The community organizing process is like a continuing wave of sea that fills up whatever holes there are on the shore. The holes on the shore are like the holes in the psyche of people in poverty. Everyday, the violence of physical, mental and emotional hunger gnaw at the heart and mind of people in a landscape of poverty. Consider this scene: The father who is the only breadwinner in the family is one of the fifty men in a blighted community who gets detained by the police as a matter of routine whenever suspected criminals are at large. Being detained on mere police routine and suspicion causes pain and anger but people in very difficult circumstances have developed a certain callousness to hurt that periodic detention has just become a part of daily life. Apathy becomes a coping attitude. Until the poor’s anger that has been calcified by apathy is translated into an enlightened zeal for justice the hole in their psyche grows deeper and deeper each day. With this hole goes a dream to escape from the hole or to stay.
The problem with a landscape with holes inside the person is that these holes develop a double function – that of a prison and a door to freedom. Studies in the psychology of poverty field reveal that
people who have lived with oppression for so long want to be free of the oppression but are afraid to start a new life away from the life that they have known. Coming out from one’s shell of deprivation and discrimination becomes a curse and an aspiration. It’s like walking with two legs in which one leg is
in the hole and the other is moving away from the hole. There is not a more scary situation than to meet the unknown field outside the hole. And there is not a more pathetic condition that needs unconditional loving than a situation like this. In a psychological state such as this, self-esteem is held captive and the community organizing process plays a great role in helping people identify their own
vascillations and dilemmas so they can slowly own their learning process.
The community organizing process of building people’s self-esteem carries within its framework the concept of faith and trust in people’s capacity to chart their course. A key intervention is the process of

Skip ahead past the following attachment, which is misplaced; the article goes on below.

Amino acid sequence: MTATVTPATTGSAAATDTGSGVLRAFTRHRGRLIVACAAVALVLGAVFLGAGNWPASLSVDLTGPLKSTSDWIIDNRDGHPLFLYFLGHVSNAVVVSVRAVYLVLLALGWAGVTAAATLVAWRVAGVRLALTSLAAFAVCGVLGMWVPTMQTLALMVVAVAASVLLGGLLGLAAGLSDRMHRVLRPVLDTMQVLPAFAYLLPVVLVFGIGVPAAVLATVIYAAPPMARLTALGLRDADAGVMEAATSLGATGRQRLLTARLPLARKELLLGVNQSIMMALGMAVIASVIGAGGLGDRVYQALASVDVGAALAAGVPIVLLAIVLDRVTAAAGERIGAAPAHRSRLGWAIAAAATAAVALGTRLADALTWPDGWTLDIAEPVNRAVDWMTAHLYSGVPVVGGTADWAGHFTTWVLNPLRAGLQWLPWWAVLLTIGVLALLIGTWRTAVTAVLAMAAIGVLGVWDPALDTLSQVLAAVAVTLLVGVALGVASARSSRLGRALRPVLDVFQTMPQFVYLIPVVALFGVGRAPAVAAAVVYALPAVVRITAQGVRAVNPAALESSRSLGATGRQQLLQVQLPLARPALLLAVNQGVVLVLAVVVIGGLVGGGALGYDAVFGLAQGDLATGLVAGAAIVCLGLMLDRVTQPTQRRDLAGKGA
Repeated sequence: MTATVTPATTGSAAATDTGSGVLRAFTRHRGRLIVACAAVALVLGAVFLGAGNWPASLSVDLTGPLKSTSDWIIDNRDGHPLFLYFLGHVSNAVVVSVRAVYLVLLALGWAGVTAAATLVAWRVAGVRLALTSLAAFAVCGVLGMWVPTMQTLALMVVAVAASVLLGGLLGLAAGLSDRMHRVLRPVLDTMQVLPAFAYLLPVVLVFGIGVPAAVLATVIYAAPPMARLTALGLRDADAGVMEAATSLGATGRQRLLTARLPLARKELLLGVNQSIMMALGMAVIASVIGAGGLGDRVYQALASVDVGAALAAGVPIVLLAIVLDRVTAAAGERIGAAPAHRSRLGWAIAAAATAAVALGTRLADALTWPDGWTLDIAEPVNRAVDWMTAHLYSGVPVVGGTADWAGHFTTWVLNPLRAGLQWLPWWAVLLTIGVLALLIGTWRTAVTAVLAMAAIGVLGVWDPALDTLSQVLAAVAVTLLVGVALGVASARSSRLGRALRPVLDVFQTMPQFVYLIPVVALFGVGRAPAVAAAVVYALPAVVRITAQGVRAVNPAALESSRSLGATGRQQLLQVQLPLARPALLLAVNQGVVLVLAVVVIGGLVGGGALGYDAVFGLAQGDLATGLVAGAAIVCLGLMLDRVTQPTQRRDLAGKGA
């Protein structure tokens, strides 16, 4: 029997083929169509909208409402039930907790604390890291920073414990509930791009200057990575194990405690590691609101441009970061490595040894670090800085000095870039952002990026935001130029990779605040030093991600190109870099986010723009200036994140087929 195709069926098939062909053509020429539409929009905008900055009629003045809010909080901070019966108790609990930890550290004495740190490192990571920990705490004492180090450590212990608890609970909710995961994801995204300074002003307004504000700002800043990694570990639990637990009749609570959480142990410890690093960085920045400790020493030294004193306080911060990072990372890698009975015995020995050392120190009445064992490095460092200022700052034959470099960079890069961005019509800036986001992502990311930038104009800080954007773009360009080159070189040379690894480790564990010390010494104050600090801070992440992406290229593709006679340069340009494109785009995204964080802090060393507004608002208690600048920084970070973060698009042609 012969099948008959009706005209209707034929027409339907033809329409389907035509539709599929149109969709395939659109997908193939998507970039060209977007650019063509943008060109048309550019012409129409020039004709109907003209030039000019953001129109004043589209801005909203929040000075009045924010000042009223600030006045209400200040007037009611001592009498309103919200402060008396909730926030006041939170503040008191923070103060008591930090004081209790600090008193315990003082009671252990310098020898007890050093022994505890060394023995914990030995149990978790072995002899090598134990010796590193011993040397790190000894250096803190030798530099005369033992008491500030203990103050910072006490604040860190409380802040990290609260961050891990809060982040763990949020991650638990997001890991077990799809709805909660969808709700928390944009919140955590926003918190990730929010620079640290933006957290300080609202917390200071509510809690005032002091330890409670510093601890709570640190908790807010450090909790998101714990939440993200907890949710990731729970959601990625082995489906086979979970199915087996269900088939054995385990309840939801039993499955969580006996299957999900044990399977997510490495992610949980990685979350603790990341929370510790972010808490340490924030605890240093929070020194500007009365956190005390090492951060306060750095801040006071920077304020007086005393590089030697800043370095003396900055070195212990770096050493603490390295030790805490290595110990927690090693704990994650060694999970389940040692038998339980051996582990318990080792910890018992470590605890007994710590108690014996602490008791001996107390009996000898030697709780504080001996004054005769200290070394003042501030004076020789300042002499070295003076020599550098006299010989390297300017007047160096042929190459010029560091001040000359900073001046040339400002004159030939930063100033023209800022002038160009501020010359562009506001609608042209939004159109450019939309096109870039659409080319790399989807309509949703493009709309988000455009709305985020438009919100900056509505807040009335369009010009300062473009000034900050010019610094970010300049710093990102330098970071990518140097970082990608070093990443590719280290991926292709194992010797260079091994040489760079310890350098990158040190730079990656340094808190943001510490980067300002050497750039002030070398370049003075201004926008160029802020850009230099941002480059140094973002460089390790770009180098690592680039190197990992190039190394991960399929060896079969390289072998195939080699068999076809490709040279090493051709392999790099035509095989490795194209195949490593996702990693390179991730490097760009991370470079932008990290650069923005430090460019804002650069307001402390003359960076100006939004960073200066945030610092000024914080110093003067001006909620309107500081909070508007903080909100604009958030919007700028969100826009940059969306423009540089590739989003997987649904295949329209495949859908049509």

helping people decode the meaning of freedom in its inner and outer form. People need to go through an experiential learning of unlearning “unfreedom”. Being able to name the “unfreedoms” that hold back their capacity to dare the unknown outside of their psychological hole is a long process. Being able to take the consequences of what they think, say and do becomes a self-project in the making. Simulated learning situations that lead people to name their defense mechanisms, their fears, their frustrations, their prejudices, their bitterness and whatever inner force there are that give them no inner peace come into the fore throughout the simulated learning situations.
Self-esteem building in community organizing as a process assumes that the facilitator of learning stands on an inner stable platform of love for people. Nothing less. What happens when the facilitator of learning who is the community organizer himself hasn’t resolved some negative judgments on the poor consciously or unconsciously? Let’s look at this situation. A community organizer who has passed all the rigors of the community organizing training process didn’t realize that his deep-seated anger at his alcoholic father would drive him unconsciously to “fits” of impatience at the slowness of the community processes? If the community organizer doesn’t look into his own impatience which is a similar “hole” in his psyche as mentioned above, the attitude of unconditional loving that needs to get into the process of journeying with the poor will be a problem.
The community organizer needs to recognize any expression of a fear of freedom inside himself. The facilitator of the community organizing process is not an outsider who is insulated from the character flaws brought about by the violence of poverty. Once a person embraces the responsibility of taking the long journey with the poor through the community organizing process, this person enters into the assumptions of the process. The learning process that the community organizer facilitates is the same learning process that he takes responsibility for himself. While he recognizes fear of freedom as a factor to be unlearned by the people, he, as a community organizer, also goes through a process inside himself. He too patiently comes to term with his own “unfreedom” and learns to be free.